Music Grows Brain

Developing focus, executive function, emotional control and curbing anxiety

Music Grows Brain. Healthy Living Magazine

Music Grows Brain. Healthy Living Magazine

The cortex thickens with positive stimulation and learning but thins with stress, anxiety, depression and attention deficit.

75% of high school students rarely or never take lessons in music or arts beyond what is required to graduate.

Learning to play musical instruments isn’t just about music. It affects the way the brain grows and leads to greater intellectual development and mental energies but only if done early when the brain is plastic enough to be formed and nerve cells are dividing.

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In the Journal of the American Academy of Child & Adolescent Psychiatry, the effects went further: children who learn musical instruments grow the part of their brain that produces less anxiety and more emotional control and focus. Calling their work “the largest investigation of the association between playing a musical instrument and brain development,” the study authors measured the brain’s cortical thickening (cortex growth), an indicator of developmental gain, in 232 kids, ages 6-18 from the National Institutes of Health MRI Study of Normal Brain Development.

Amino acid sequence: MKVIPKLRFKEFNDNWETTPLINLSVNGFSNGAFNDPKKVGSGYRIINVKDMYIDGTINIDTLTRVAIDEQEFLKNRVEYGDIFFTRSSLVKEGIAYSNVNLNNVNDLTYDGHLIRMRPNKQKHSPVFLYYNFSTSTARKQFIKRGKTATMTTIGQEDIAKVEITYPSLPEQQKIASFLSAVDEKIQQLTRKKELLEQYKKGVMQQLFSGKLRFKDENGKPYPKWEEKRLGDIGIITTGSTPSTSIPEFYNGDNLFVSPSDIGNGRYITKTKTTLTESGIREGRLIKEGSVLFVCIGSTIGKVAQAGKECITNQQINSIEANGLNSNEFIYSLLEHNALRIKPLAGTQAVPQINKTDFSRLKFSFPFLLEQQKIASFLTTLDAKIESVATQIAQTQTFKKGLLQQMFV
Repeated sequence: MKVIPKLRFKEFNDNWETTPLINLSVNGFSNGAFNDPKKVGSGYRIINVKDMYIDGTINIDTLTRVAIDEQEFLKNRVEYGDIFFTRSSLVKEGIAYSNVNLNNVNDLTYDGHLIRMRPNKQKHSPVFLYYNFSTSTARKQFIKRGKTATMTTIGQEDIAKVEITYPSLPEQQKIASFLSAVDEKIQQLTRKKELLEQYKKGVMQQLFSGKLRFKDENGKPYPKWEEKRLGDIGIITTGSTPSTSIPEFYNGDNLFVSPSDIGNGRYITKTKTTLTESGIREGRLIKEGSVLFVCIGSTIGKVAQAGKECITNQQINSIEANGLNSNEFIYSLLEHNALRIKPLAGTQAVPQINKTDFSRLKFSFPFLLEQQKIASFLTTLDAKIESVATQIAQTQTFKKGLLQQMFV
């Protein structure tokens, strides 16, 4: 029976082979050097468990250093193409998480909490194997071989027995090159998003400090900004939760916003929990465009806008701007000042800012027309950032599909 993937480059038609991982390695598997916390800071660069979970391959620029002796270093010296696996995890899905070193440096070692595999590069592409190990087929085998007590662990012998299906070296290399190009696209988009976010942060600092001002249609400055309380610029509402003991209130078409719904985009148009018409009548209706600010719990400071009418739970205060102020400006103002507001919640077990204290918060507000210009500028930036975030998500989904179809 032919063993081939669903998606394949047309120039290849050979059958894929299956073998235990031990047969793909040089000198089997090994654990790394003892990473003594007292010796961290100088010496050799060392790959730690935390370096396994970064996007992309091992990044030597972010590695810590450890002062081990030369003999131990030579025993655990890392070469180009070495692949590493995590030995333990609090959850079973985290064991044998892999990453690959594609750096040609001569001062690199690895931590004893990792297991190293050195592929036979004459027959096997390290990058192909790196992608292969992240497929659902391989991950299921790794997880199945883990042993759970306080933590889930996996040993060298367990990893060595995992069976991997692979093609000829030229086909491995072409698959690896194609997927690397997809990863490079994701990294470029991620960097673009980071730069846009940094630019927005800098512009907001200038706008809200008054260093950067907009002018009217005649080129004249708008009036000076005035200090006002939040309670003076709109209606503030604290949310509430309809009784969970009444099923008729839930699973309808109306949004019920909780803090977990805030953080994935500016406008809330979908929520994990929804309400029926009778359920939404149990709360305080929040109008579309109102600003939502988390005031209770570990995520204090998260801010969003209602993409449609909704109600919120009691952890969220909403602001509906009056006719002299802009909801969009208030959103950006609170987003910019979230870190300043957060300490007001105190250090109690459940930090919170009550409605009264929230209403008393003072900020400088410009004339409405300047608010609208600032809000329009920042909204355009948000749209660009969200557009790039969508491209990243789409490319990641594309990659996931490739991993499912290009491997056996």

how to thicken cortex

The outer layer of the brain, the cortex thickens with positive stimulation and learning but thins with stress, anxiety, depression and attention deficit issues even in undiagnosed kids.

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Learning to play an instrument requiring control and coordination lead to cortical thickening in areas of the brain related to executive functioning, inhibitory control and the processing of emotions including “working memory, attentional control as well as organization and planning for the future,” says the study.

Professor of psychiatry Dr James Hudziak advocates The Vermont Family Based Approach that asserts all parts of the child’s world affect the brain and psychological wellness—this includes friends, parents, teachers, activities.

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“Music is a critical component in my model,” says Dr Hudziak. “We treat things that result from negative things but we never try to use positive things as treatment.

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